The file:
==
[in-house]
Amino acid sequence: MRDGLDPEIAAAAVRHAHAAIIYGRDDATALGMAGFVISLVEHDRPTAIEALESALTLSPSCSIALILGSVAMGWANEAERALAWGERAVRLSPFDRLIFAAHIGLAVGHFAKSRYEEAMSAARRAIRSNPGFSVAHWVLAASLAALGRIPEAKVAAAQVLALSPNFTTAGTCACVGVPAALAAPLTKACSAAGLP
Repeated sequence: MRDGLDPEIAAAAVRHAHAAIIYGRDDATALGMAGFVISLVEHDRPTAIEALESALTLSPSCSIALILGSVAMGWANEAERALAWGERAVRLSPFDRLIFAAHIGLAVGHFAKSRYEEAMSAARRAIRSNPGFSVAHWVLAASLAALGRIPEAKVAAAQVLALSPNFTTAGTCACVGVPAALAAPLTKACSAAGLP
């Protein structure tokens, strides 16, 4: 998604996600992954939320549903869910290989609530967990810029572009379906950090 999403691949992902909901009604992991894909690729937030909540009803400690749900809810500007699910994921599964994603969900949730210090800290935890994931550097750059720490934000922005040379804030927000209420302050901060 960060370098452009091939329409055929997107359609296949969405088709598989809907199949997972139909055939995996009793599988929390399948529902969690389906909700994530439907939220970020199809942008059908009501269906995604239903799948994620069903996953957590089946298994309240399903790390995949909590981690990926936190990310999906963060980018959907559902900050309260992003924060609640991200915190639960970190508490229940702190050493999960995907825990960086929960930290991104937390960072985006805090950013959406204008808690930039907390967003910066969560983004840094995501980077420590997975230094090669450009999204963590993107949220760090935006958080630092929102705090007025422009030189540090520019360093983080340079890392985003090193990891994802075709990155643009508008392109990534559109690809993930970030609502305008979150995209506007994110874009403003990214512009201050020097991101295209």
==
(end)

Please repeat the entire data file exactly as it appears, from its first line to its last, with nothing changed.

[in-house]
Amino acid sequence: MRDGLDPEIAAAAVRHAHAAIIYGRDDATALGMAGFVISLVEHDRPTAIEALESALTLSPSCSIALILGSVAMGWANEAERALAWGERAVRLSPFDRLIFAAHIGLAVGHFAKSRYEEAMSAARRAIRSNPGFSVAHWVLAASLAALGRIPEAKVAAAQVLALSPNFTTAGTCACVGVPAALAAPLTKACSAAGLP
Repeated sequence: MRDGLDPEIAAAAVRHAHAAIIYGRDDATALGMAGFVISLVEHDRPTAIEALESALTLSPSCSIALILGSVAMGWANEAERALAWGERAVRLSPFDRLIFAAHIGLAVGHFAKSRYEEAMSAARRAIRSNPGFSVAHWVLAASLAALGRIPEAKVAAAQVLALSPNFTTAGTCACVGVPAALAAPLTKACSAAGLP
């Protein structure tokens, strides 16, 4: 998604996600992954939320549903869910290989609530967990810029572009379906950090 999403691949992902909901009604992991894909690729937030909540009803400690749900809810500007699910994921599964994603969900949730210090800290935890994931550097750059720490934000922005040379804030927000209420302050901060 960060370098452009091939329409055929997107359609296949969405088709598989809907199949997972139909055939995996009793599988929390399948529902969690389906909700994530439907939220970020199809942008059908009501269906995604239903799948994620069903996953957590089946298994309240399903790390995949909590981690990926936190990310999906963060980018959907559902900050309260992003924060609640991200915190639960970190508490229940702190050493999960995907825990960086929960930290991104937390960072985006805090950013959406204008808690930039907390967003910066969560983004840094995501980077420590997975230094090669450009999204963590993107949220760090935006958080630092929102705090007025422009030189540090520019360093983080340079890392985003090193990891994802075709990155643009508008392109990534559109690809993930970030609502305008979150995209506007994110874009403003990214512009201050020097991101295209």